One of Buenos Aires’ oldest public squares, Plaza San Martin is a pocket of greenery sandwiched between the central Retiro train and bus station and the lively shopping hub of Florida Av. A popular spot for picnicking locals and fatigued shoppers, the majority of the plaza is parkland shaded by ancient jacaranda and magnolia trees and including a small dog park frequented by the city’s ubiquitous dog walkers (often seen on the city streets handling a dozen or more dogs). The focal points of the park are its many monumental statues, including the Torre de Los Ingleses (English Tower), gifted to Argentina by the British in celebration of the 1810 revolution; the grand Monument to General Jose San Martín, after whom the park was named; and a poignant monument to those who lost their lives in the notorious Malvinas (Falklands) War.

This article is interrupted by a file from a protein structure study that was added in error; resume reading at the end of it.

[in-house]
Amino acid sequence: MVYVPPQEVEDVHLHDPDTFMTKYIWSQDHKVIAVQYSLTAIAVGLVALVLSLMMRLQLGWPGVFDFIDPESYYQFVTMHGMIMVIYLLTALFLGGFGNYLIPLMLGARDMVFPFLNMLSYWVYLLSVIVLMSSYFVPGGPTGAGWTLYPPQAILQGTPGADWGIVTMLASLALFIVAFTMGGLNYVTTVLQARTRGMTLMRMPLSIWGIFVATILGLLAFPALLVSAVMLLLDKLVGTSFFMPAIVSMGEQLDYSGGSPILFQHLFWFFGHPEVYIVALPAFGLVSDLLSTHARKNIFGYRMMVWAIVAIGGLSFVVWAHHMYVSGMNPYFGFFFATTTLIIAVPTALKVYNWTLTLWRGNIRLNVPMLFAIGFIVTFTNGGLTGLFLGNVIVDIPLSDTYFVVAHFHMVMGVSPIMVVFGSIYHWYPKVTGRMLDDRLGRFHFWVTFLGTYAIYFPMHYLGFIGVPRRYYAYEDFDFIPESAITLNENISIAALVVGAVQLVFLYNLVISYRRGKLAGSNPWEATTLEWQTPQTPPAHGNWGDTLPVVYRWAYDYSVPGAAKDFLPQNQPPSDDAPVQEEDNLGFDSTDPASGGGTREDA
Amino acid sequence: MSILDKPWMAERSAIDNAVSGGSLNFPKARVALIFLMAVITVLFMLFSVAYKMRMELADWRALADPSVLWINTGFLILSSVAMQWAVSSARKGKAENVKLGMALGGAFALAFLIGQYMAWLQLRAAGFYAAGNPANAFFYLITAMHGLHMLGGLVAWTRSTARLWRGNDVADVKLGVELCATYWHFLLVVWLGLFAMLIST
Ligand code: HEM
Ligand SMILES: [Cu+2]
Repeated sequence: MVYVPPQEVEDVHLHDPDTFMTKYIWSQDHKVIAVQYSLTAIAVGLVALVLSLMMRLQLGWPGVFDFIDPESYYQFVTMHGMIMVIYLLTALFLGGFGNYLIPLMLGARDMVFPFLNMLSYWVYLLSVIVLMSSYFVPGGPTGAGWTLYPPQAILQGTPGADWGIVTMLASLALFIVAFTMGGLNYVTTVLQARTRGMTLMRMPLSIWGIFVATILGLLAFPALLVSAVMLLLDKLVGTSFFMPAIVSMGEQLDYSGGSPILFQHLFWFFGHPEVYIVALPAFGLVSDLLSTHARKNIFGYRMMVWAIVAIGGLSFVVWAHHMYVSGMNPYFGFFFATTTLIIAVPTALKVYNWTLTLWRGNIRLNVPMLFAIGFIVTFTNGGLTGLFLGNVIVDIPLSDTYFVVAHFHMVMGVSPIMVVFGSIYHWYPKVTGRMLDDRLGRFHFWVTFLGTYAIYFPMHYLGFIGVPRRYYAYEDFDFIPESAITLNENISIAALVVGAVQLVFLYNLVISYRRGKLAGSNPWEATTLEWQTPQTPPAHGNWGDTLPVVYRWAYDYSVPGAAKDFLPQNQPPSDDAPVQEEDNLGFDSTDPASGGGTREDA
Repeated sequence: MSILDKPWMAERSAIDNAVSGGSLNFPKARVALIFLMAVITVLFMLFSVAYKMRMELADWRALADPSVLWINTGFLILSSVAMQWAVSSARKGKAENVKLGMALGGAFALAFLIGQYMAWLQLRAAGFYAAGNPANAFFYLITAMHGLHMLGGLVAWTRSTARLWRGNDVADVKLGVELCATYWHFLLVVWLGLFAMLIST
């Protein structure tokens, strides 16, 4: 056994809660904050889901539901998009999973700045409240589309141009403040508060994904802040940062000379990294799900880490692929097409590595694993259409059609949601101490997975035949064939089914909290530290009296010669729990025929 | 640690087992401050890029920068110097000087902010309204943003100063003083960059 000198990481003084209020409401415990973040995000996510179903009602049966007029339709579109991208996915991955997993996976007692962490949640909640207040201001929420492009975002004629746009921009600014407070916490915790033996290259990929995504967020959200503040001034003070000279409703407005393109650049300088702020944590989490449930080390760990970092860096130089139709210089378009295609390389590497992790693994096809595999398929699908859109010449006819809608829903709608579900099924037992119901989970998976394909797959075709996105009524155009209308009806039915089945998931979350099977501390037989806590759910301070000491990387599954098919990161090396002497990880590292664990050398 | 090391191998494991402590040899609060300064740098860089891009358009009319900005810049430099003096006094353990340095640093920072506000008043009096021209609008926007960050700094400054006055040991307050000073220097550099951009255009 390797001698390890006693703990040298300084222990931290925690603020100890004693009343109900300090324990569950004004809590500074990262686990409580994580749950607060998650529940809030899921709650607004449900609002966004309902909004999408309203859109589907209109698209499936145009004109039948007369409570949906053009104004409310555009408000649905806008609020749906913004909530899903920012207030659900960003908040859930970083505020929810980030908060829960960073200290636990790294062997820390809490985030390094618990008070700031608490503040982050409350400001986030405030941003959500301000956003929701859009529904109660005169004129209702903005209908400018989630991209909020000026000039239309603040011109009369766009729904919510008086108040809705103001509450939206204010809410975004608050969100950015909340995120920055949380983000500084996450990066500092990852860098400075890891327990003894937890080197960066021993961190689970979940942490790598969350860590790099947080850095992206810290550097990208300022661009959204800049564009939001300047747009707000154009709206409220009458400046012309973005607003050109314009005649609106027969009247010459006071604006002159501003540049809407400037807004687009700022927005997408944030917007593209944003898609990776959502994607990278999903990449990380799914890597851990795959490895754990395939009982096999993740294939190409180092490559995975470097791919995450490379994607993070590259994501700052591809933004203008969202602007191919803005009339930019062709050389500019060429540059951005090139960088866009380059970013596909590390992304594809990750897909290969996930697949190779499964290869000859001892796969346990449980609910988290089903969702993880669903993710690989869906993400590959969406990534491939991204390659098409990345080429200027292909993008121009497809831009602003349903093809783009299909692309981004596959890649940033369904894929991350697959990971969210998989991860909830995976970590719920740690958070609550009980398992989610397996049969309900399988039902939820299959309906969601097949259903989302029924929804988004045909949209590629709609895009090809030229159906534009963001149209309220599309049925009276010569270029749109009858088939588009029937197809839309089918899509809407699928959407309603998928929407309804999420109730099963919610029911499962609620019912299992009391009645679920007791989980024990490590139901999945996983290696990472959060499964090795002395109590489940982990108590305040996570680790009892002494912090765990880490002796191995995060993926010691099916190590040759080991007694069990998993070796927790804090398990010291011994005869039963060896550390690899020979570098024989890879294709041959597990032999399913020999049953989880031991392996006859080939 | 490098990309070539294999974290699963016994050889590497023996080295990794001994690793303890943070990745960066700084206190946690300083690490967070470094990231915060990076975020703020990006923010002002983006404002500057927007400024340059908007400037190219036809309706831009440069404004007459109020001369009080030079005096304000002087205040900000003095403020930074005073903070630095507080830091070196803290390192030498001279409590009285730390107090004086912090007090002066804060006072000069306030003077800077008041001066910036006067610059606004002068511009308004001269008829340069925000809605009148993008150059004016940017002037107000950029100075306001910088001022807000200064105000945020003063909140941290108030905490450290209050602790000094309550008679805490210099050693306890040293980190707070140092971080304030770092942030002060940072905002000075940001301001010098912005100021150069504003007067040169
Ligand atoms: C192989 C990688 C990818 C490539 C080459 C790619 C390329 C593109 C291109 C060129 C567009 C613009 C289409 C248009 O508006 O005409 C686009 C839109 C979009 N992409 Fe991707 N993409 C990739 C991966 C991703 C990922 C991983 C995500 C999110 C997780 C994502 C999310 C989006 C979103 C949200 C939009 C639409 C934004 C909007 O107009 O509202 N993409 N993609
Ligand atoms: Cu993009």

While everyone else is walking around the antiques fair in San Telmo and picking up items that are too big to take home, head to Parque Lezama, a public park in the same district. The city of Buenos Aires was first founded here by Pedro de Mendoza (see his statue in the park) in 1536. In 1857 it was sold to Gregorio Lezama whose widow ultimately gave it to the municipality of Buenos Aires in 1894.
The park borders a part of what used to be the Rio de La Plata, before its course was redirected and the neighborhood of Puerto Madero was created. And while Buenos Aires is almost completely flat, this park, along with the Plaza Francia and Barrancas del Begrano are on a rise that sets them higher than the rest of the city. There are rustic paths for walking and biking and a few lookout points over where the river used to be. Also in the park is the National Historical Museum of Argentina, established in 1897. It holds a collection of some 50,000 pieces.
The neighborhood of Palermo is not just fashion and shopping and tony places to drink wine. It is also home to the ñeafu park 3 de Febrero, and inside, is the Galileo Galilei Planetarium. At night the exterior is lit up with blue and purple lights, and during the day, you’ll recognize it by its distinctive dome.